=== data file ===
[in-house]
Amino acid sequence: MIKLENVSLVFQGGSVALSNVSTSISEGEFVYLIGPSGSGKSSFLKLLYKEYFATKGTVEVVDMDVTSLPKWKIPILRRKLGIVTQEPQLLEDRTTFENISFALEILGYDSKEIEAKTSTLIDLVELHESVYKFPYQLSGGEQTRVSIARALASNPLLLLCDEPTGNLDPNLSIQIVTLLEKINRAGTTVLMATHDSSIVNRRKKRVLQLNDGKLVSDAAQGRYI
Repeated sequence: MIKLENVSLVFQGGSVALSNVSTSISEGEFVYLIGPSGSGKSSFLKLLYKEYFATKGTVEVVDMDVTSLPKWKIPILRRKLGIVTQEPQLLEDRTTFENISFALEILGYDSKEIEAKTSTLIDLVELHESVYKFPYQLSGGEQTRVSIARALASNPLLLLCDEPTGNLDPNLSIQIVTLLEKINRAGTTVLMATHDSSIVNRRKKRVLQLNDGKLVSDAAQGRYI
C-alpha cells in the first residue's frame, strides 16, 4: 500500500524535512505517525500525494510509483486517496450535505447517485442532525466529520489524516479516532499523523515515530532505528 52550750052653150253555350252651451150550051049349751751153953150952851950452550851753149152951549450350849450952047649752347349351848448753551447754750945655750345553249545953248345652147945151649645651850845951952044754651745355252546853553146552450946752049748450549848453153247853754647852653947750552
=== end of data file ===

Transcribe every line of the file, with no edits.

[in-house]
Amino acid sequence: MIKLENVSLVFQGGSVALSNVSTSISEGEFVYLIGPSGSGKSSFLKLLYKEYFATKGTVEVVDMDVTSLPKWKIPILRRKLGIVTQEPQLLEDRTTFENISFALEILGYDSKEIEAKTSTLIDLVELHESVYKFPYQLSGGEQTRVSIARALASNPLLLLCDEPTGNLDPNLSIQIVTLLEKINRAGTTVLMATHDSSIVNRRKKRVLQLNDGKLVSDAAQGRYI
Repeated sequence: MIKLENVSLVFQGGSVALSNVSTSISEGEFVYLIGPSGSGKSSFLKLLYKEYFATKGTVEVVDMDVTSLPKWKIPILRRKLGIVTQEPQLLEDRTTFENISFALEILGYDSKEIEAKTSTLIDLVELHESVYKFPYQLSGGEQTRVSIARALASNPLLLLCDEPTGNLDPNLSIQIVTLLEKINRAGTTVLMATHDSSIVNRRKKRVLQLNDGKLVSDAAQGRYI
C-alpha cells in the first residue's frame, strides 16, 4: 500500500524535512505517525500525494510509483486517496450535505447517485442532525466529520489524516479516532499523523515515530532505528 52550750052653150253555350252651451150550051049349751751153953150952851950452550851753149152951549450350849450952047649752347349351848448753551447754750945655750345553249545953248345652147945151649645651850845951952044754651745355252546853553146552450946752049748450549848453153247853754647852653947750552